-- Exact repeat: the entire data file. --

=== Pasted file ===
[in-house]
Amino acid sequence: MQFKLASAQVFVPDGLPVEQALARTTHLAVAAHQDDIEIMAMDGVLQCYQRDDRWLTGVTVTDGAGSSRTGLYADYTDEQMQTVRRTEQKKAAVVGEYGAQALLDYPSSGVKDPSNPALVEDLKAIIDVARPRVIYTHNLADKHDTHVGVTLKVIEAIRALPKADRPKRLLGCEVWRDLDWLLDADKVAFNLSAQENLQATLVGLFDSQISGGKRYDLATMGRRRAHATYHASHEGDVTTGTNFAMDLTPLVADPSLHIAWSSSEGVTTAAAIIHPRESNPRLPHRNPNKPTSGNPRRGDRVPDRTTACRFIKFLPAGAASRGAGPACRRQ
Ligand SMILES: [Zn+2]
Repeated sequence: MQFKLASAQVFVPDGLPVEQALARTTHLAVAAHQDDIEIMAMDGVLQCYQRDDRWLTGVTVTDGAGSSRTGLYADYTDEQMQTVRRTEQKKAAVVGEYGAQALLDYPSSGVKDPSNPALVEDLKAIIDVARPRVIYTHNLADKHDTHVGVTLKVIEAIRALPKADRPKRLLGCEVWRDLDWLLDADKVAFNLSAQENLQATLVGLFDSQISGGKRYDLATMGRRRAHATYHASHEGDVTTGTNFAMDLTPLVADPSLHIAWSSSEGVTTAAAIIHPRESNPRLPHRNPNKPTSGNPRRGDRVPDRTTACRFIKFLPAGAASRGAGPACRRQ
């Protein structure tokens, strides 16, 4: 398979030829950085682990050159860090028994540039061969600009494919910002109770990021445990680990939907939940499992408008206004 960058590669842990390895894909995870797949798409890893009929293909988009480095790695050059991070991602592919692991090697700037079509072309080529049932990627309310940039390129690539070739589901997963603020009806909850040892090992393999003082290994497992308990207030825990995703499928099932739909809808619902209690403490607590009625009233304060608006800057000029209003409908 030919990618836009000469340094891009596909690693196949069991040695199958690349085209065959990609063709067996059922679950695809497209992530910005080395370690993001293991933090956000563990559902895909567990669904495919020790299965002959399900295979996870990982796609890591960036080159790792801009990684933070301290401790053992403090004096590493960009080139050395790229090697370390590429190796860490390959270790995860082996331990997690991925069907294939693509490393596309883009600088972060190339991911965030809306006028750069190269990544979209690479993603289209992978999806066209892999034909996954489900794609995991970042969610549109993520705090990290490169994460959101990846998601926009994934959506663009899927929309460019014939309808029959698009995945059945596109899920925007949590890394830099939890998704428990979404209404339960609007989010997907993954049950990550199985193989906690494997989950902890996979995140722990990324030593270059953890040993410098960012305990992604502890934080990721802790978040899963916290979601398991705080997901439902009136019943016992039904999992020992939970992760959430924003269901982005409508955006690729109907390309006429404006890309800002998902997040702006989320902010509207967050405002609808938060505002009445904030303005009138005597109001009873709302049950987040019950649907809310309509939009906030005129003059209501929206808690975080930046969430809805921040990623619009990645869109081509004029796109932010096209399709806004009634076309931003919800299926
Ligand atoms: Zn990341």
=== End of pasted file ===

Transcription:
[in-house]
Amino acid sequence: MQFKLASAQVFVPDGLPVEQALARTTHLAVAAHQDDIEIMAMDGVLQCYQRDDRWLTGVTVTDGAGSSRTGLYADYTDEQMQTVRRTEQKKAAVVGEYGAQALLDYPSSGVKDPSNPALVEDLKAIIDVARPRVIYTHNLADKHDTHVGVTLKVIEAIRALPKADRPKRLLGCEVWRDLDWLLDADKVAFNLSAQENLQATLVGLFDSQISGGKRYDLATMGRRRAHATYHASHEGDVTTGTNFAMDLTPLVADPSLHIAWSSSEGVTTAAAIIHPRESNPRLPHRNPNKPTSGNPRRGDRVPDRTTACRFIKFLPAGAASRGAGPACRRQ
Ligand SMILES: [Zn+2]
Repeated sequence: MQFKLASAQVFVPDGLPVEQALARTTHLAVAAHQDDIEIMAMDGVLQCYQRDDRWLTGVTVTDGAGSSRTGLYADYTDEQMQTVRRTEQKKAAVVGEYGAQALLDYPSSGVKDPSNPALVEDLKAIIDVARPRVIYTHNLADKHDTHVGVTLKVIEAIRALPKADRPKRLLGCEVWRDLDWLLDADKVAFNLSAQENLQATLVGLFDSQISGGKRYDLATMGRRRAHATYHASHEGDVTTGTNFAMDLTPLVADPSLHIAWSSSEGVTTAAAIIHPRESNPRLPHRNPNKPTSGNPRRGDRVPDRTTACRFIKFLPAGAASRGAGPACRRQ
């Protein structure tokens, strides 16, 4: 398979030829950085682990050159860090028994540039061969600009494919910002109770990021445990680990939907939940499992408008206004 960058590669842990390895894909995870797949798409890893009929293909988009480095790695050059991070991602592919692991090697700037079509072309080529049932990627309310940039390129690539070739589901997963603020009806909850040892090992393999003082290994497992308990207030825990995703499928099932739909809808619902209690403490607590009625009233304060608006800057000029209003409908 030919990618836009000469340094891009596909690693196949069991040695199958690349085209065959990609063709067996059922679950695809497209992530910005080395370690993001293991933090956000563990559902895909567990669904495919020790299965002959399900295979996870990982796609890591960036080159790792801009990684933070301290401790053992403090004096590493960009080139050395790229090697370390590429190796860490390959270790995860082996331990997690991925069907294939693509490393596309883009600088972060190339991911965030809306006028750069190269990544979209690479993603289209992978999806066209892999034909996954489900794609995991970042969610549109993520705090990290490169994460959101990846998601926009994934959506663009899927929309460019014939309808029959698009995945059945596109899920925007949590890394830099939890998704428990979404209404339960609007989010997907993954049950990550199985193989906690494997989950902890996979995140722990990324030593270059953890040993410098960012305990992604502890934080990721802790978040899963916290979601398991705080997901439902009136019943016992039904999992020992939970992760959430924003269901982005409508955006690729109907390309006429404006890309800002998902997040702006989320902010509207967050405002609808938060505002009445904030303005009138005597109001009873709302049950987040019950649907809310309509939009906030005129003059209501929206808690975080930046969430809805921040990623619009990645869109081509004029796109932010096209399709806004009634076309931003919800299926
Ligand atoms: Zn990341």